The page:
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Latino Congreso 2011: “And life and the people never let us down”
“Who gets the risks? The risks are given to the consumer, the unsuspecting consumer and the poor work force. And who gets the benefits? The benefits are only for the corporations, for the money makers.”
It’s been a long time since I walked into an all brown space to talk about net neutrality—a long time. Given the fact that I work at the Center for Media Justice–with a nearly all ‘POC’ staff, and a deep commitment to racial justice—this statement speaks much more to the racial makeup of the media policy world, than it does to my own politics or CMJ’s movement building strategy. Nevertheless, its true—more often than not, I’m in policy discussions that are overwhelmingly white.
Given this, it was both powerful and refreshing to be in a completely different environment this weekend at the National Latino Congreso in Austin, Texas. Members of Latinos for Internet Freedom (including Center for Media Justice, Free Press, Presente.Org and Colectivo Flatlander) were present to host a panel on the Fight for Internet Freedom and participate in the Congreso’s policy agenda setting process, which includes bringing together as many delegates as possible to vote on Latino policy priorities for the coming year through a resolution process. By our count, over 300 people (nearly 100% Latino) were present.
Our panel was up against some stiff competition–real bread and butter justice issues for Latinos– like ICE raids, the mortgage crisis and Obama’s Latin American foreign policy. Yet, over 20 people came to our session for a long and lively 2-hour conversation on Internet Freedom. With the exception of a Power Point presentation by LULAC, the panel was, in truth, much more of an entre nos conversation, with Latinos speaking honestly and directly to other Latinos. Words like ‘transparency,’ ‘profiteering’ ‘values’ and ‘corporate power’ were used as people from across the country voiced their concerns with the AT&T and T-Mobile Merger, the lack of protections for wireless devices and the disconnect they felt with several national Civil Rights organizations (and the level of corporate support they receive)
It didn’t take long to realize we were in a room full of community scholars. Sure some of the lingo like “throttle, bytes, torrent and paid prioritization” was new (as it should be, since no normal person should talk like that). However, when it came to corporate profit making—at our community’s expense—we were in a room of experts! Monsanto, Coca-Cola, Wal-Mart and Cargill were just some of the names invoked. Strip mining, genetic modification, hydroelectricity and free trade were the examples that were shared. Throughout the Americas, the story was the same—example-after-example of how corporations chose their bottom line over our survival. People get that it’s the same fight, the Internet is just the latest incarnation.
Something physiological happens when you move these policy conversations out of the beltway and into ‘community-spaces.’ A power-shift takes place as the ‘real experts’ in the room are revealed, and a discussion vs. presentation takes place. Personal experience—rather than telecommunications wonkery—allows the stories of community struggle to emerge and connect to larger societal problems. Soon, you have a room full of participants who are empowered to effect change on the problems that affect them.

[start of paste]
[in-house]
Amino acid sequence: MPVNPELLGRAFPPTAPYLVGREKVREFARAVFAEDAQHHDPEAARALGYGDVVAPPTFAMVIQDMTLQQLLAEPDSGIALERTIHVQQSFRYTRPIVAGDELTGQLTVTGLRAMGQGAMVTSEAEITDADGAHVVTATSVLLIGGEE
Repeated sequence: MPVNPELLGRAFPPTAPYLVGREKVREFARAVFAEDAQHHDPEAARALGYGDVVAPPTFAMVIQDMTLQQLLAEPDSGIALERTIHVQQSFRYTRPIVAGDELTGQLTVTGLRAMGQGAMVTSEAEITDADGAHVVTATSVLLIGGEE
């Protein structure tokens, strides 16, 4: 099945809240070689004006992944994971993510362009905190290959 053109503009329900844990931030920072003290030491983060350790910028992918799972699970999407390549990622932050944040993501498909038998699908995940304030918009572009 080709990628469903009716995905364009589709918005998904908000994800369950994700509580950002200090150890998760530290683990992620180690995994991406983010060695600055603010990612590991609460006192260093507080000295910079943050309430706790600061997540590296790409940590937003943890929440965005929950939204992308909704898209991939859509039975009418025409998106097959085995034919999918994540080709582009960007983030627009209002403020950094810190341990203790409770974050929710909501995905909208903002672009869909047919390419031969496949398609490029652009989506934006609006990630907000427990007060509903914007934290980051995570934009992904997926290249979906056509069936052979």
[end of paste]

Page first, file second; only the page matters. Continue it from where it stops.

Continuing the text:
This is what I experienced at the National Latino Congreso. People left our panel with new information on Internet Freedom to add to pre-exisiting wisdom on legacy fights with predatory corporations. New challenges, old enemies–we had all been down this road before. Joaquin Guerra (paraphrasing Cesar Chavez) put it best, “The fight is never about grapes or lettuce. It is always about people.”
People know this! They know it’s not about protecting the Internet, its about their lives.
This is the work of movement building vs. ‘conferencing.’ It’s about creating the space for people to declare what we want our world to look like and collectively planning the path to get there. And, its about understanding that our role is to provide spaces:
- where we can learn from each others experiences and struggles,
- share analysis of the problems our communities face,
- build relationships,
- and strategize collectively on how to reclaim the world we want
It means a different prioritization of knowledge and leadership–placing the highest priority on groups that are actually doing grassroots organizing, who are training organizers, building long-term structures of resistance, and who can work well with others. It means investing in groups who understand their participation in the process is to build the whole, not just their part. It means centering your work on groups willing to speak truth to power—instead of playing an ‘insiders game.’
“The most beautiful thing
for those who have fought a whole life
is to come to the end and say;
we believed in people and life,
and life and the people
never let us down.”
-Otto Rene Castillo
And the people didn’t let us down, our weekend at the Congreso ended with the unanimous adoption of our Internet Freedom for Wireless Users resolution. Drafted by members of Latinos for Internet Freedom it was endorsed with cheers from many of our new allies. Would we have gotten there on our own? Maybe. But it feels a lot better to know that it was a a shared victory–one that started with a discussion that was community-based, and ended with policy advocacy that was truly people-centered.
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New America Foundation Panel: The Open Internet Goes to Court (featuring National Organizer Steven Renderos as one of the panelists)